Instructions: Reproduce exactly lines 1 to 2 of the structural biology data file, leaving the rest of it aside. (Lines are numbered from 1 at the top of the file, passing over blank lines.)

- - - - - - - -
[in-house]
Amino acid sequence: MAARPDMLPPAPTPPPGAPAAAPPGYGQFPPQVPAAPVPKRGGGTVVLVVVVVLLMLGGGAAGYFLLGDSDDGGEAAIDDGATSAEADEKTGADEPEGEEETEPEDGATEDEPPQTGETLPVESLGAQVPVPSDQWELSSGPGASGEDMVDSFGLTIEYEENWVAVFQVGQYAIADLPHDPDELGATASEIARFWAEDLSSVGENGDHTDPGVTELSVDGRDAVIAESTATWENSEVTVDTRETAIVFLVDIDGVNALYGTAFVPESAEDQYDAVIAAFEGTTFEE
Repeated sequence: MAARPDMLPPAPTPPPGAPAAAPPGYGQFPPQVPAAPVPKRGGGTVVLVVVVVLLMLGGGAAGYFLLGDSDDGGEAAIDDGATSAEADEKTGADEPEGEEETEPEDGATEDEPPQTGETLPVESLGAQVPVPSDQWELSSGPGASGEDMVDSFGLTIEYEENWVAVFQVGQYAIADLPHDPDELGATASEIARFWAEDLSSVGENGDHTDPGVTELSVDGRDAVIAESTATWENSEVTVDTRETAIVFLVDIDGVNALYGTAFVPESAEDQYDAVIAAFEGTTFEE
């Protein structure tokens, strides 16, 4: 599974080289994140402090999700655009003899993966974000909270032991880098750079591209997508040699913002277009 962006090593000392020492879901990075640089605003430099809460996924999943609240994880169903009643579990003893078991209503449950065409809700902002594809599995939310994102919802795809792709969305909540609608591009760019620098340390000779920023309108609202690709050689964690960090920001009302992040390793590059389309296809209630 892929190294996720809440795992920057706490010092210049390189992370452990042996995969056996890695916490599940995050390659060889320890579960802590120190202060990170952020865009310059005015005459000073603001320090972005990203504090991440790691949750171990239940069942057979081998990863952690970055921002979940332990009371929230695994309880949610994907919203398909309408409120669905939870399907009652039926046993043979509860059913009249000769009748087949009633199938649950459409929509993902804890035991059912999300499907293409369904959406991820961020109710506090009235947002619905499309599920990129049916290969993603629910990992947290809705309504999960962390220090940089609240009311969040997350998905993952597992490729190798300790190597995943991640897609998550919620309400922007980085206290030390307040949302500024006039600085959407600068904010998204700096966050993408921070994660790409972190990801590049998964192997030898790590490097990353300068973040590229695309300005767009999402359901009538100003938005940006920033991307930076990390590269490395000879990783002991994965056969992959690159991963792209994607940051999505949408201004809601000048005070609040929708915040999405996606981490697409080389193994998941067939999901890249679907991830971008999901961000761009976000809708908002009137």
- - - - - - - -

[in-house]
Amino acid sequence: MAARPDMLPPAPTPPPGAPAAAPPGYGQFPPQVPAAPVPKRGGGTVVLVVVVVLLMLGGGAAGYFLLGDSDDGGEAAIDDGATSAEADEKTGADEPEGEEETEPEDGATEDEPPQTGETLPVESLGAQVPVPSDQWELSSGPGASGEDMVDSFGLTIEYEENWVAVFQVGQYAIADLPHDPDELGATASEIARFWAEDLSSVGENGDHTDPGVTELSVDGRDAVIAESTATWENSEVTVDTRETAIVFLVDIDGVNALYGTAFVPESAEDQYDAVIAAFEGTTFEE